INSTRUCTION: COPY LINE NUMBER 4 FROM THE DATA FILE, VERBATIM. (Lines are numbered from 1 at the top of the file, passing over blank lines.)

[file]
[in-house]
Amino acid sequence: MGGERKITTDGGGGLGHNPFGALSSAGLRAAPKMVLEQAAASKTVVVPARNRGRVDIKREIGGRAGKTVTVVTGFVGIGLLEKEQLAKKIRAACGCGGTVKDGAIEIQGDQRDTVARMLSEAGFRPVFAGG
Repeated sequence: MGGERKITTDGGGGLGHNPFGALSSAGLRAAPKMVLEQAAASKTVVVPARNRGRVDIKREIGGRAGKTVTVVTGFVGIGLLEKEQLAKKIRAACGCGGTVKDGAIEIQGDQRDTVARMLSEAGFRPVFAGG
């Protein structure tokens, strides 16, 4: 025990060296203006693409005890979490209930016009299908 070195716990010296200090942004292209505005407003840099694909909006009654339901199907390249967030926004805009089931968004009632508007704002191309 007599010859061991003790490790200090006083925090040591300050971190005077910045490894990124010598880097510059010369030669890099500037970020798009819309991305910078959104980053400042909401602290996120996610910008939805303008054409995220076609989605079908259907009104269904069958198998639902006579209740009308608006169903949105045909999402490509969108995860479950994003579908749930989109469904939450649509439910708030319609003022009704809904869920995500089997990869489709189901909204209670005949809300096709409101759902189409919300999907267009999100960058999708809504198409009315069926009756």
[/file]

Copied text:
């Protein structure tokens, strides 16, 4: 025990060296203006693409005890979490209930016009299908 070195716990010296200090942004292209505005407003840099694909909006009654339901199907390249967030926004805009089931968004009632508007704002191309 007599010859061991003790490790200090006083925090040591300050971190005077910045490894990124010598880097510059010369030669890099500037970020798009819309991305910078959104980053400042909401602290996120996610910008939805303008054409995220076609989605079908259907009104269904069958198998639902006579209740009308608006169903949105045909999402490509969108995860479950994003579908749930989109469904939450649509439910708030319609003022009704809904869920995500089997990869489709189901909204209670005949809300096709409101759902189409919300999907267009999100960058999708809504198409009315069926009756």